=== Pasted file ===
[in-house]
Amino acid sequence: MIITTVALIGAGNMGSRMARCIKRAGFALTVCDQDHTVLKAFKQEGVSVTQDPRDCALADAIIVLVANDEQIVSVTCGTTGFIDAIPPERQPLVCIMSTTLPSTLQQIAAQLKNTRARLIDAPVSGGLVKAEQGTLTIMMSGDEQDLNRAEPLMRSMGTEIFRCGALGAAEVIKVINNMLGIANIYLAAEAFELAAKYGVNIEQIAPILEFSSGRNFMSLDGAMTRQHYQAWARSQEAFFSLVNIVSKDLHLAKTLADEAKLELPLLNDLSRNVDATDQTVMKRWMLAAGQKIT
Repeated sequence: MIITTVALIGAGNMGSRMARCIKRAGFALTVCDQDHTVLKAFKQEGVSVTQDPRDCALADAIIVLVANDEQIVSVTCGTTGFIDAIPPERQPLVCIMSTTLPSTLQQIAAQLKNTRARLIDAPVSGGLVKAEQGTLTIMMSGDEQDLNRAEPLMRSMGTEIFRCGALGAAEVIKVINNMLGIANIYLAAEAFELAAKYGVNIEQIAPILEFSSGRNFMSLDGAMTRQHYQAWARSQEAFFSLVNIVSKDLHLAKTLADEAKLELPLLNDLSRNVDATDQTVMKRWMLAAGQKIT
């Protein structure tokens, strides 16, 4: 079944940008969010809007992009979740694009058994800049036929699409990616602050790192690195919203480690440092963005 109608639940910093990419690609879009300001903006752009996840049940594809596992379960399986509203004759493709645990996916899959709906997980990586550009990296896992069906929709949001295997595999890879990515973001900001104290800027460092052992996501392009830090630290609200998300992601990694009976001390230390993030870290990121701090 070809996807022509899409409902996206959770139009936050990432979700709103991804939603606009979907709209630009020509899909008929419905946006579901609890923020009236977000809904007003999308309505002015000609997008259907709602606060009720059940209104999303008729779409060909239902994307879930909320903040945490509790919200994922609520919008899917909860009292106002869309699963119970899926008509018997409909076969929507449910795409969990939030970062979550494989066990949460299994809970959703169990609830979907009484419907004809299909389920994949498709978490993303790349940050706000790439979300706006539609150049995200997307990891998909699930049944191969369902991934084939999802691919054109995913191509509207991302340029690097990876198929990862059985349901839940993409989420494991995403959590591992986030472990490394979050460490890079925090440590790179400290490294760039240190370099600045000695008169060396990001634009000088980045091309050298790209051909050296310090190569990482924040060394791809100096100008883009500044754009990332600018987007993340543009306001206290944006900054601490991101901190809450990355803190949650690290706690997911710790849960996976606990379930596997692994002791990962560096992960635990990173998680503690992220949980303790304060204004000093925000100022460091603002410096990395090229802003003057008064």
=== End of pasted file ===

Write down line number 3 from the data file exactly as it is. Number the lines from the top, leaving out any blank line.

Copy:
Repeated sequence: MIITTVALIGAGNMGSRMARCIKRAGFALTVCDQDHTVLKAFKQEGVSVTQDPRDCALADAIIVLVANDEQIVSVTCGTTGFIDAIPPERQPLVCIMSTTLPSTLQQIAAQLKNTRARLIDAPVSGGLVKAEQGTLTIMMSGDEQDLNRAEPLMRSMGTEIFRCGALGAAEVIKVINNMLGIANIYLAAEAFELAAKYGVNIEQIAPILEFSSGRNFMSLDGAMTRQHYQAWARSQEAFFSLVNIVSKDLHLAKTLADEAKLELPLLNDLSRNVDATDQTVMKRWMLAAGQKIT